Illustration for article titled The DuVernay Test: Are Minorities in a Movie More Than Scenery for White People?

The Bechdel test, as you know, asks whether female characters in a film speak to each other about things other than men; the DuVernay test, newly minted by the New York Times, asks how many times minorities speak about things other than white people. You know, like people of color actually do!


In a New York Times wrap-up of this year’s Sundance Film Festival highlights, writer Manohla Dargis notes that many films, including the much-hyped Nate Parker-directed Birth of a Nation about the life of slave rebellion leader Nat Turner, passed the DuVernay test. In the movie, the characters have their own agency; the plot belongs to them.

DuVernay tweeted that she was honored by the reference, and hopefully the DuVernay test becomes as important as the Bechdel test. Few things are more infuriating than being sold a film about minorities that is really about a white savior.


Elsewhere, New York Magazine analyzed how the darlings of Sundance’s “Eight-Figure Club,” where the films are purchased for huge sums, have fared in the past. Birth of a Nation and Manchester by the Sea sold for $17.5 million and $10 million to Fox Searchlight and Amazon respectively, and so, obviously, investors are hoping that the projects bear out in the best way. A best-case scenario is 2006’s Little Miss Sunshine, which was purchased for $10.5 million, went on to make $100 million at the box office, earned four Oscar nods and won two. Just behind Little Miss Sunshine are (the horrible) Hustle & Flow and (the great) The Way Way Back; these movies were sold for $9.5 million and $9.75 million each, and grabbed $23 million at the box office.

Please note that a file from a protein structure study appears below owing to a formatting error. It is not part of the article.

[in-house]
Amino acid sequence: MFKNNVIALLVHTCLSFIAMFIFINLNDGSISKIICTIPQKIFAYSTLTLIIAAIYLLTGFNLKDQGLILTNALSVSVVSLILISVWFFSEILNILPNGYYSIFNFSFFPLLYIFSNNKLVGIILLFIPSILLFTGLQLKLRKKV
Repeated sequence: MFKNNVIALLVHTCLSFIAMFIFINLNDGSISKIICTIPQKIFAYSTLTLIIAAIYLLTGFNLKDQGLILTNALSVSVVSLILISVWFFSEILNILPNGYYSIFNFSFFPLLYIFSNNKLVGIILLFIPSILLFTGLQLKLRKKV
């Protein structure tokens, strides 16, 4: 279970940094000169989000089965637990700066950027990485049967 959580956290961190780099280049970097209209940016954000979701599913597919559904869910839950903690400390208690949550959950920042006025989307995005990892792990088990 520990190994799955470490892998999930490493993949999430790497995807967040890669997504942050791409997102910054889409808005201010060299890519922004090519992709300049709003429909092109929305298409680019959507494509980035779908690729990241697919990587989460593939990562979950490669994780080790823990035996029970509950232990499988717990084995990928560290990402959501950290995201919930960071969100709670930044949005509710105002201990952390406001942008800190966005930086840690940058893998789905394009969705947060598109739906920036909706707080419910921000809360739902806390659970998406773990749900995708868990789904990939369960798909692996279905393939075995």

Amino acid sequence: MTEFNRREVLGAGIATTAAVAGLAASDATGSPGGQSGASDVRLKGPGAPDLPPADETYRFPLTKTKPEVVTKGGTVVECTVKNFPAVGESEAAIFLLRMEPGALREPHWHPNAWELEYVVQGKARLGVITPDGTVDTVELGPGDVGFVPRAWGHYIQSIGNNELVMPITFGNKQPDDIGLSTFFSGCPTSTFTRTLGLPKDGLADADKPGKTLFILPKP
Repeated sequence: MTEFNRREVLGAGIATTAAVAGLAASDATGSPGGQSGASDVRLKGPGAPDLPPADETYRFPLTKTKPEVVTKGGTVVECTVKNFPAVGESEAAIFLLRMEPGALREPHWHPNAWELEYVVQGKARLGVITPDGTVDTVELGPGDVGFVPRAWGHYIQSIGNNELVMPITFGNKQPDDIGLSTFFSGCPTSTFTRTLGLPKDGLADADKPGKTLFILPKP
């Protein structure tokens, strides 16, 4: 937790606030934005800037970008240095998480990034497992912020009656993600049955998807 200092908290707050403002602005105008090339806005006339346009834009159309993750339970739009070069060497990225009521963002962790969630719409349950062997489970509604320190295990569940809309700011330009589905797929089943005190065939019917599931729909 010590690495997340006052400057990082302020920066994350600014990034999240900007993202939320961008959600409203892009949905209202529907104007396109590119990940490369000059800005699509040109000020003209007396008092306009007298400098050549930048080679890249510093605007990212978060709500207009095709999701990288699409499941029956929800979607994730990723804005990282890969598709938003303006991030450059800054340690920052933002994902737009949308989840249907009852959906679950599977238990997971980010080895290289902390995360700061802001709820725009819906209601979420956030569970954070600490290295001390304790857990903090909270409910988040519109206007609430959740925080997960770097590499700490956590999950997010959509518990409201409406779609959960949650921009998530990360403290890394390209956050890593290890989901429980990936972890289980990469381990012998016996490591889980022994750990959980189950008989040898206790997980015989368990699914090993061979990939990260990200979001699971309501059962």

Of course, there are also sob stories among Sundance’s Eight-Figure Club, where pictures like The Spitfire Grill and Happy, Texas both sold for $10 million and you probably never heard of them because they flopped. But NYMag’s Kevin Lincoln thinks Birth of a Nation—written, directed by and starring Parker—should fare well; after all, America loves a grisly slave film. Hopefully Parker will be rewarded during next year’s award season with more than a single tear from Chris Pine.

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“Few things are more infuriating than being sold a film about minorities that is really about a white savior.”